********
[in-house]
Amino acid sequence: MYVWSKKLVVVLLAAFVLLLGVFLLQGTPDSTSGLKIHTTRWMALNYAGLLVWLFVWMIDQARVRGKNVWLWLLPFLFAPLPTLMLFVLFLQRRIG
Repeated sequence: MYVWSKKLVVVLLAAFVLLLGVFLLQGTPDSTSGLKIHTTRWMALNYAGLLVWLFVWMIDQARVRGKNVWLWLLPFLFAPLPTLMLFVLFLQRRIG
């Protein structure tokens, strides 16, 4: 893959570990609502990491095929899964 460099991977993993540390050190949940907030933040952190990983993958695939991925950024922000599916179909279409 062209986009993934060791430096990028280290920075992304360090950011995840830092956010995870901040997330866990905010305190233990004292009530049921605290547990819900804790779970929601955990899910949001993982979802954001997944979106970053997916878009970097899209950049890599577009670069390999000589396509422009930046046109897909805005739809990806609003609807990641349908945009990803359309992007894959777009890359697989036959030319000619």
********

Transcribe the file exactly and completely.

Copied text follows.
[in-house]
Amino acid sequence: MYVWSKKLVVVLLAAFVLLLGVFLLQGTPDSTSGLKIHTTRWMALNYAGLLVWLFVWMIDQARVRGKNVWLWLLPFLFAPLPTLMLFVLFLQRRIG
Repeated sequence: MYVWSKKLVVVLLAAFVLLLGVFLLQGTPDSTSGLKIHTTRWMALNYAGLLVWLFVWMIDQARVRGKNVWLWLLPFLFAPLPTLMLFVLFLQRRIG
């Protein structure tokens, strides 16, 4: 893959570990609502990491095929899964 460099991977993993540390050190949940907030933040952190990983993958695939991925950024922000599916179909279409 062209986009993934060791430096990028280290920075992304360090950011995840830092956010995870901040997330866990905010305190233990004292009530049921605290547990819900804790779970929601955990899910949001993982979802954001997944979106970053997916878009970097899209950049890599577009670069390999000589396509422009930046046109897909805005739809990806609003609807990641349908945009990803359309992007894959777009890359697989036959030319000619």